The thesp raced around in a 1971 model of the muscle car in Warner Bros.’ “Green Lantern.” And scenes in Universal’s supernatural actioner “R.I.P.D.” will prominently feature Reynolds with a newer SRT8 version when it bows in 2013. Pic is lensing in Boston now under the direction of Robert Schwentke.
Dodge has been looking to rev up its image over the years and is turning to high-profile placements in films as a way to boost the brand, which often revolve around its halo car, the Challenger.
But the two associations so far with Reynolds were purely coincidental, says Walid Saba, head of marketing design/group creative director at the Chrysler Group, which oversees the Dodge brand.
“When it comes to entertainment marketing for all of our vehicles, we take into consideration various factors including storylines, casting and product positioning,” Saba says.
Dodge already had a relationship with Universal, with its Charger appearing in the studio’s “The Dilemma” and every “Fast and Furious” film. A fleet of Chargers were throttled in “Fast Five,” as part of a tie-in in April, which wound up being the series’ biggest earner.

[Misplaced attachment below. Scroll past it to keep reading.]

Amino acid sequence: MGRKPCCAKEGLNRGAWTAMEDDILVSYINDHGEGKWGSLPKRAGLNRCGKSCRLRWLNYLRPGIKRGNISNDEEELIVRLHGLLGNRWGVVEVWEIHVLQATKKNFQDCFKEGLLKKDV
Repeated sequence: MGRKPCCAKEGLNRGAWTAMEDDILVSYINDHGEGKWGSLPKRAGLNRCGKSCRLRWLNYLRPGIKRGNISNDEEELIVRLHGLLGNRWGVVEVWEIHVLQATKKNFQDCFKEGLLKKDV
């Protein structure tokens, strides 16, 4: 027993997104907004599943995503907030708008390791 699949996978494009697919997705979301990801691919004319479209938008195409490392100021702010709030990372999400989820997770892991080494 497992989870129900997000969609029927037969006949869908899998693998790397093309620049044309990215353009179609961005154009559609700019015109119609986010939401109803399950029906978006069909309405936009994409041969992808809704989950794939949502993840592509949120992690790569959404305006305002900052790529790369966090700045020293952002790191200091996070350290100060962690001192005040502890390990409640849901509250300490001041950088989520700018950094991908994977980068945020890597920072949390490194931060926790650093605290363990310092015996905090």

Saba works with Hadler PR to handle such placement deals, which include WB’s next Superman pic, “Man of Steel.”
“We are always looking for new creative initiatives that fit our brand positioning and engage consumers,” Saba says, adding that Dodge positions itself as a “mainstream American brand with mainstream American values” that are sporty, functional and innovative.For “Green Lantern,” Chrysler had brokered a deal for the Jeep Wrangler, which appears in the movie, but the producers had fallen in love with the classic Challenge, and bought it for the production.
Still, Dodge’s licensing arm enables its placement deals to extend to various retail executions, like toys, the company says. WB released a “Green Lantern”-branded line of Hot Wheels cars for the pic featuring the 1971 Challenger.